Go to Content

October 24, 2022

Data Breach: Who Becomes Responsible After

A data breach can have devastating consequences for businesses and individuals alike. In the aftermath of a breach, it’s often unclear who is responsible for taking action to mitigate the damage or who is at fault for the economic damage caused by the breach. This can lead to confusion and conflict, which can further hamper efforts to resolve the issue. To prevent these problems, it’s important to have a clear understanding of who is responsible after a data breach occurs.


Customers’ Responsibility

In the wake of a data breach, it’s common for businesses to place the blame on their customers. However, there are several reasons why this is not always fair or accurate. First of all, it’s often the case that businesses don’t take proper security precautions to protect their customers’ data. This means that even if customers are careful with their own information, their data might still be at risk.

Additionally, many data breaches are the result of malicious attacks by hackers, which are beyond the control of individual customers. As such, it’s important to remember that data breaches can happen to anyone, regardless of how careful they are. Because of these factors, it’s often unfair and inaccurate to hold customers responsible for data breaches that are beyond their control.


The Responsibility of Financial Institutions

After a data breach, it’s common for consumers to point the finger at banks and card issuers. After all, these financial institutions hold all of our personal information and financial data. However, it’s important to understand that banks are not always responsible after a breach. While financial institutions often help their customers recover from their losses and work to prevent further damage to their credit, these same companies may also sue the company that experienced the data breach since their security systems failed to prevent the attack. While banks are involved in the process, they’re not solely responsible after a data breach.


How Companies Are Responsible

In the era of digital information, data breaches have become increasingly common. Large companies are particularly vulnerable to attacks since they often hold sensitive information about millions of customers. Given the potential consequences of a data breach, many people believe that companies have a responsibility to protect their customers’ information. However, companies often argue that they can only do so much to prevent cyberattacks, so customers should also be responsible for their data protection.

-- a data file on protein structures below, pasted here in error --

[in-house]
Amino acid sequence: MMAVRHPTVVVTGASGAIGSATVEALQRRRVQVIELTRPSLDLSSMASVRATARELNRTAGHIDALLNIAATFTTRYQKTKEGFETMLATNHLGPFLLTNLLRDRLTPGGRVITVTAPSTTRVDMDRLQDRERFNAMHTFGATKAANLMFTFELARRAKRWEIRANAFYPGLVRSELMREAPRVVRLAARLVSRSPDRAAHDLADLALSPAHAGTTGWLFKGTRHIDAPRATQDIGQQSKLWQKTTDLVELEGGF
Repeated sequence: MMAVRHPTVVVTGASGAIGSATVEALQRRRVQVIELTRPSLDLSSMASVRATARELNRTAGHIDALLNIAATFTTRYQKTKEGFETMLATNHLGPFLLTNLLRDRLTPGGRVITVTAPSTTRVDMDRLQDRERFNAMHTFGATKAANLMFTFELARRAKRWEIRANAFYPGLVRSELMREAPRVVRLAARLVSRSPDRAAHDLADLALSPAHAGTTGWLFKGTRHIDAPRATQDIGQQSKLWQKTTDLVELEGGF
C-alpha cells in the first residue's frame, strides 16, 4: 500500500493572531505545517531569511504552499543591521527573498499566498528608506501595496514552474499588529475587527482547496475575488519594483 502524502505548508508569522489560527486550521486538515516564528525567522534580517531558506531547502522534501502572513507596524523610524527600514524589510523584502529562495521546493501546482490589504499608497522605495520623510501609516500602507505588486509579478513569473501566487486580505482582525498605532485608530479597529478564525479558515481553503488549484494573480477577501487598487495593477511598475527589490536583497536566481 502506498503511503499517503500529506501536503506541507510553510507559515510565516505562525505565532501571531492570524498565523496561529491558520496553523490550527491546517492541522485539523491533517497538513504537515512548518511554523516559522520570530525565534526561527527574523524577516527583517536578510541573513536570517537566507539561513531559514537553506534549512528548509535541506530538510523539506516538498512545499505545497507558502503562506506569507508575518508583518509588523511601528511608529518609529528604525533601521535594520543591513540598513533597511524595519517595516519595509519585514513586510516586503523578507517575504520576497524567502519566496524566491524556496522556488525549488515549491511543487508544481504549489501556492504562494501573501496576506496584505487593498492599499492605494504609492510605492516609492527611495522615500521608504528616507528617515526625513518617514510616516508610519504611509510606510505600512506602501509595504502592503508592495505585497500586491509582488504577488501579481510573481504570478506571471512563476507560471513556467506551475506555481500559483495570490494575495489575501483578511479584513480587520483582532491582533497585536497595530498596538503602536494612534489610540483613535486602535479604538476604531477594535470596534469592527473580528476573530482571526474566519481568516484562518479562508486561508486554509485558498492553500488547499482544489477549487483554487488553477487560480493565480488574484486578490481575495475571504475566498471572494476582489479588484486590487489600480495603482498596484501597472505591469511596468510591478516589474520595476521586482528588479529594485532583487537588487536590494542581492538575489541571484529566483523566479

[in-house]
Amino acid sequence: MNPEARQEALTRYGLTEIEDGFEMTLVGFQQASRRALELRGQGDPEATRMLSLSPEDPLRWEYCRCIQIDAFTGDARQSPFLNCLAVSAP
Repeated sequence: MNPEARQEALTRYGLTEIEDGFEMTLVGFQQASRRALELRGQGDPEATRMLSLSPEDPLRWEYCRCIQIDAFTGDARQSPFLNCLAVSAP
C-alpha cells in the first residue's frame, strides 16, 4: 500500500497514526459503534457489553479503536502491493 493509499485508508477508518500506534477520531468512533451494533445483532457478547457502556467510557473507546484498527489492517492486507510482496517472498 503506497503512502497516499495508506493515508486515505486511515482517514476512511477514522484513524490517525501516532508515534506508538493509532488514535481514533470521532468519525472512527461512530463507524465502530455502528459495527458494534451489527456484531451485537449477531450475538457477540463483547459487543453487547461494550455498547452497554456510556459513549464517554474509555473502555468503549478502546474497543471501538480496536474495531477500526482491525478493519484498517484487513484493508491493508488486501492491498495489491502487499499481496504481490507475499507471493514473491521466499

After a data breach, a business should typically inform its clients, review its security systems, and process claims for monetary damage if necessary. It might also need to employ a crisis response consultant to fix its security processes or pay information breach fines. A 2014 Cost of Information Breach Research study revealed that the average expense for each lost or stolen record was $201, while the overall typical expense paid by organizations was $5.9 million.

How to Avoid Data Breaches

Ultimately, the best way to avoid being held responsible for a data breach is by avoiding the breach in the first place. Many data breaches occur because the victim isn’t implementing good security practices. Luckily, PROSHRED® Houston has a few information security tips that could protect you from harmful data breaches.

Harddrives in Bin

Recommended Information Security Practices

  • Promote a culture of security in your office with a strict information security policy that is implemented by the entire company, including higher-ups
  • Hire a full-time information security manager
  • Only keep information that you need to operate your business or to stay compliant with federal and state regulations
  • Hire a paper shredding company to destroy sensitive documents
  • Offer routine security training for your employees
  • Limit employee access to sensitive information with only authorized employees having access to confidential documents
  • Implement accounting procedures that safeguard financial information
  • Execute a clean desk policy, so sensitive information is never left in the open
  • Immediately report security breaches
  • Install security software on every computer and electronic device that holds sensitive information
  • Use a hard drive destruction service to safely dispose of old electronic devices
PROSHRED Paper Shredding

Protect Your Company With PROSHRED® Houston

Ultimately, everyone involved in a data breach needs to take responsibility for preventing future attacks. As a company, it’s important to take data security seriously in order to avoid data breaches entirely. By following some of our tips and working with a professional paper shredding company like PROSHRED® Houston, you can help protect your company from becoming the victim of a devastating data breach.

For more information about our paper shredding and hard drive destruction services, contact PROSHRED® Houston today. We’ll be happy to answer any questions you have about our services.

Cookie Policy

We use cookies and other tracking technologies to ensure you get the best experience on our website, assist with navigation, analyze your use of our services, and assist with our promotional and marketing efforts. If you continue without changing your browser settings, you are providing consent to our Cookie Policy. Click here to learn more about our privacy policy.